Book Review: Catching Fire: How Cooking Made Us Human

Considering the evolution of humans in the context of food and cooking is a fascinating subject. Why do we eat the foods we do, as opposed to the food chimpanzees eat? How did we develop cooking, and what effect did it have on our morphological development? Why do we like the flavours of the foods we do? ‘Catching Fire: How Cooking Made Us Human‘ examines the hypothesis that it was actually the development of cooking which was a major evolutionary transition. The physical composition of cooked food is different from that of raw food, changing the costs of digestion like chewing, resulting in different developments in humans, like smaller jawbones than chimpanzees. Similarly, the way societies evolved, and the community structure we have is based around the collection and distribution of food. There were a lot of key advances in human society due to culinary developments, and ‘Catching Fire’ is one of the few books I have seen that looks at them.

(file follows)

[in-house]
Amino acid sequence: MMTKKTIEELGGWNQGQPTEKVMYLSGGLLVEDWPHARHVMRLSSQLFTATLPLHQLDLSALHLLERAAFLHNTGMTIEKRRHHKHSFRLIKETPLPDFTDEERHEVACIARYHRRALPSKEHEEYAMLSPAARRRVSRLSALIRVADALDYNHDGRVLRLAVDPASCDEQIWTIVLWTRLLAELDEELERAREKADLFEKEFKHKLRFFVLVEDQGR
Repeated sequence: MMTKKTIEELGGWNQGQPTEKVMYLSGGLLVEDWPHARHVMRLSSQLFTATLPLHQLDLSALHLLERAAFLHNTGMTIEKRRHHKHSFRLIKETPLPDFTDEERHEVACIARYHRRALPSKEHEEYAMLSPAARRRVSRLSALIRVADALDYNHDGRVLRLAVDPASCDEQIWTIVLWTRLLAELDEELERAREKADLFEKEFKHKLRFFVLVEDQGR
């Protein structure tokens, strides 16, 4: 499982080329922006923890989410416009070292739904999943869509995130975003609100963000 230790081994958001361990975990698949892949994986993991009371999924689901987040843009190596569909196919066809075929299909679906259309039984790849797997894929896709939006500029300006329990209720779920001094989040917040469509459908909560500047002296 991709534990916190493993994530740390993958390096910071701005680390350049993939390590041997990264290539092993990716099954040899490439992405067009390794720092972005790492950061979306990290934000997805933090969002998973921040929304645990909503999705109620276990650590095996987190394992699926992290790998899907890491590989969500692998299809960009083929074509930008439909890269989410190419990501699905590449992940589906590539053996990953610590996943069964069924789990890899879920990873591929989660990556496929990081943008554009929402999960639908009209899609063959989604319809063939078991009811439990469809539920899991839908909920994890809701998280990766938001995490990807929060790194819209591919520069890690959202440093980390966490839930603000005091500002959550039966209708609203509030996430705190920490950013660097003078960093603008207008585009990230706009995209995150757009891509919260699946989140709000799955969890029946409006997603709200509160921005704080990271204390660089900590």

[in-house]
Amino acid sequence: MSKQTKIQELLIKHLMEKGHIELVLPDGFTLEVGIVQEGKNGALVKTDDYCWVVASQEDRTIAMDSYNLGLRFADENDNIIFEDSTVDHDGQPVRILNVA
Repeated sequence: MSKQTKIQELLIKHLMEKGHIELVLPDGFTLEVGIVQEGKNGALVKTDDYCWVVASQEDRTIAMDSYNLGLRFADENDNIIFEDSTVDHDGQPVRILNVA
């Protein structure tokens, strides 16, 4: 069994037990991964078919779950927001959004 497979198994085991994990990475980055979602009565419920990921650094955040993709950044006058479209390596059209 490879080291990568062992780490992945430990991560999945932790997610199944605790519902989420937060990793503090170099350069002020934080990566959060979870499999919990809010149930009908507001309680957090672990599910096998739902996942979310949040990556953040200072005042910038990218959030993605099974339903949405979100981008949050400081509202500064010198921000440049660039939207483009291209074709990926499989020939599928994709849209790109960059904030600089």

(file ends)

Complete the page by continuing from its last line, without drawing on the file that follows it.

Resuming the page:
Perhaps more of a popular science book than a food book, you won’t find any recipes or many applications of the evolutionary ideas to modern day cooking.┬áBut you will find a good amount of theory- well sourced and ideas clearly explained- concerning our culinary development. I might have hoped for a little more detail in developing the ideas, and perhaps some discussion of how these ideas affect our gastronomy today- the book has a large font and, without the ‘notes’ sections, only totals around 200 pages. There are many interesting examples for each idea presented, looking at tribes which developed society independently of ours. Overall, there are a lot of good ideas presented, and it’s worth a read, from both a science and a culinary perspective. 8/10.